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Serving Beer at Your Wedding Reception


A tableside pour of bubbly white or red wine is fine—but many couples seek a wedding meal that embraces beer, the beverage that has long defined Wisconsin. Adding it to your reception menu can elevate, not diminish, the elegance of the occasion.

Smart and thoughtful beer and food pairings offer numerous pleasant surprises in flavor and culinary complexity. A refreshing, semi-bitter pilsner, for example, can do as much to whet the appetite as a sip of sparkling wine.

So, flute of champagne or flight of microbrews? Anything goes, especially when the choice reflects your own tastes.

  • Hinterland Brewery Green Bay, Milwaukee
    Maybe you’re content with just wedding cake for dessert, but Bill Tressler, owner of Hinterland Brewery, knows brides who have used beer in more creative pursuits. Add his Weizen Bier (a German wheat with hints of clove and banana) to pancake batter for a crêpe-like treat, topped with bacon-flavored ice cream and maple gastrique. Or match his coffee-flavored Luna Stout with chocolate and berries.
         Featuring beer on a wedding menu “is becoming more of a hip thing to do, especially with the range of beers available today,” says Tressler, whose two restaurants showcase his brews. “What I look for when working with the chefs on a wedding menu are the types of protein and sauces, be it a veal reduction or beurre blanc. Is the dish earthy, containing morel mushrooms or ramps in spring? You have to select a beer that complements, not competes with the food.”
         As you build your menu, consider how the components (including other beverages) work together, he advises. “Monkfish simply doesn’t go well with a lighter beer, especially if adding braised oxtail and a heavy reduction sauce.”
         Similarly, adding beer to long-simmering sauce accentuates the beverage’s flavor profile. “You want to be careful when braising,” Tressler says. “Don’t choose a bitter beer, because you’ll further the bitterness, especially if it’s too hoppy to begin with.”
  • Culina Mariana Restaurant La Crosse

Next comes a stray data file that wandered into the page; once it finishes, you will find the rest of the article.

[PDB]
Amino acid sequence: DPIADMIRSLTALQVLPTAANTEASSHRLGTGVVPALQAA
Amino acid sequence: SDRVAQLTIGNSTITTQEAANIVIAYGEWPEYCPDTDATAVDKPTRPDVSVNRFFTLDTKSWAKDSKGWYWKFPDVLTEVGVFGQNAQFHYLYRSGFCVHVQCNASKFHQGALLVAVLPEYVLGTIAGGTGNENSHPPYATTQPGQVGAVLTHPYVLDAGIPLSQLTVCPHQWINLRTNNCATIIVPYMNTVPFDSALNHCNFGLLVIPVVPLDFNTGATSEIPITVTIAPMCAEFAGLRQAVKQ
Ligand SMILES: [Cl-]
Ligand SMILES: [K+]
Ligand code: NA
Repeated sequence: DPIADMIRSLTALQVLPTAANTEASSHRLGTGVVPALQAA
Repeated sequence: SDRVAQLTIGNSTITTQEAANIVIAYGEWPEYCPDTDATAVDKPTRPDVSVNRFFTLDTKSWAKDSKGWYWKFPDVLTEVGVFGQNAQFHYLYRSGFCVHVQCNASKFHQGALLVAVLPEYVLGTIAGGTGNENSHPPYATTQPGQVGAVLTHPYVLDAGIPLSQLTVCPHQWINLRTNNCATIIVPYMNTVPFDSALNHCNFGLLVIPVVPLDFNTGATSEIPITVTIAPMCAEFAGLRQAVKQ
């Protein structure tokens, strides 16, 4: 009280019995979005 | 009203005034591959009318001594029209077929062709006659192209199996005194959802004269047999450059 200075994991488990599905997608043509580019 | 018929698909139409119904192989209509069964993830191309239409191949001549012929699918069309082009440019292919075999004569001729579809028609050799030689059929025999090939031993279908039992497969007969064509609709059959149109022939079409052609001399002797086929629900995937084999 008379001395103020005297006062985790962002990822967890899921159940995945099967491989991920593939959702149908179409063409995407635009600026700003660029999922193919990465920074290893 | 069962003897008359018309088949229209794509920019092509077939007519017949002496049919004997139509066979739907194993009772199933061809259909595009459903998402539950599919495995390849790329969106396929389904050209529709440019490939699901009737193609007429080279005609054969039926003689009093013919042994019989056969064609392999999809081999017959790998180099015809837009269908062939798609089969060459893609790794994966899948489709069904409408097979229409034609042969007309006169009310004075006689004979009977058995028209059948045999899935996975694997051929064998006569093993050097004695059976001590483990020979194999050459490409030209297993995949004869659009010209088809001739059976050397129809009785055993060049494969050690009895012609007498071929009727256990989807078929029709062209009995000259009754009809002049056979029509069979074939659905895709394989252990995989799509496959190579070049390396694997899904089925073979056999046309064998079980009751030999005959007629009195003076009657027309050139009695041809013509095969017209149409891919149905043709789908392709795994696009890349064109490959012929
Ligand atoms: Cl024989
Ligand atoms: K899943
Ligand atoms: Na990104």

Beverages from New Glarus and Milwaukee’s Sprecher brewing companies feature prominently in menu planning at Culina Mariana, a restaurant/caterer on the hilly grounds of the Shrine of Our Lady of Guadalupe, south of downtown La Crosse. These picturesque 107 acres host wedding receptions (though not ceremonies), and religious affiliation is not required.
         Restaurant general manager Phillip Wanke has noticed a definite increase in the number of couples requesting regional microbrews. Preferences cover more than what the guests will drink: Wanke notes that cooking with beer in soups, sauces, and glazes “adds a lot of depth of character” and flavor.
         Matching smoked chicken with the nutty flavor of Sprecher’s Pub Ale has been a success for him, as has serving Guinness alongside braised beef with the same Irish stout in the meat’s glaze.“
         As with any menu or pairing plan, come in with an open mind,” Wanke says, “but our job is to take the time to listen to you and make your preferences work.”
  • Harvest Restaurant Madison
    “Most couples getting married in Wisconsin have many guests who aren’t familiar with Wisconsin cuisine,” observes Tami Lax, owner of Harvest Restaurant, whose customized and boutique menus serve up to 60 people. “What better way to introduce them and make their wedding reception the most memorable event they and their guests have ever been to?”
         For some couples, it takes a big leap to think “pilsner and pale ale” instead of “champagne and chardonnay.” Although couples have requested meals with a strong focus on Wisconsin beer at Harvest, “no one has gone the full mile, planning an entire meal with pairings, quite yet. It has been a mix of both wine and beer.”
         But the restaurant routinely presents themed dinners for the public, including a four-course Wisconsin Craft Beer Dinner, using products from Red Eye Brewing Co. in Wausau. The menu—from curried mussels with Bloom (a Belgian-style white) to date-almond cake with Veruca Stout (a milk stout)—demonstrates the level of sophistication that beer can bring to the table.
         “We are up for anything, especially when it comes to showcasing the bounty of Wisconsin,” says Lax.
  • Zilli Hospitality Group – Waukesha
    What a couple decides to eat and drink during their first meal as husband and wife can reflect their values, ethnicity or shared history. Gary Campbell of Milwaukee-area Zilli Hospitality Group says more customers are choosing to include one or more kinds of specialty beer.
         A wedding toast with a pint of Guinness could honor the bride and groom’s Irish heritage. For others, the preferred brand might be a sentimental choice—whatever they drank when they met—or the best of what they’ve experienced as beer connoisseurs.
         Campbell says some brides aim to match particular textures and flavors as they plan their menus. The citrus-like appeal of Wheat Monkey Ale from Milwaukee’s Lakefront Brewery, for example, is a natural match for seafood.
         “A big question sometimes is ‘How do we present the beverage?’” Campbell says. Specialty glassware adds panache, while large-mouth glasses look especially attractive and allow the beer to properly work the palate and “accentuate the nose profile” of the brew.
         Tableside pours by attentive waitstaff are an option, but so is leaving ice-cold bottles next to the place settings, says Campbell, “keeping the freshness right at the table.”

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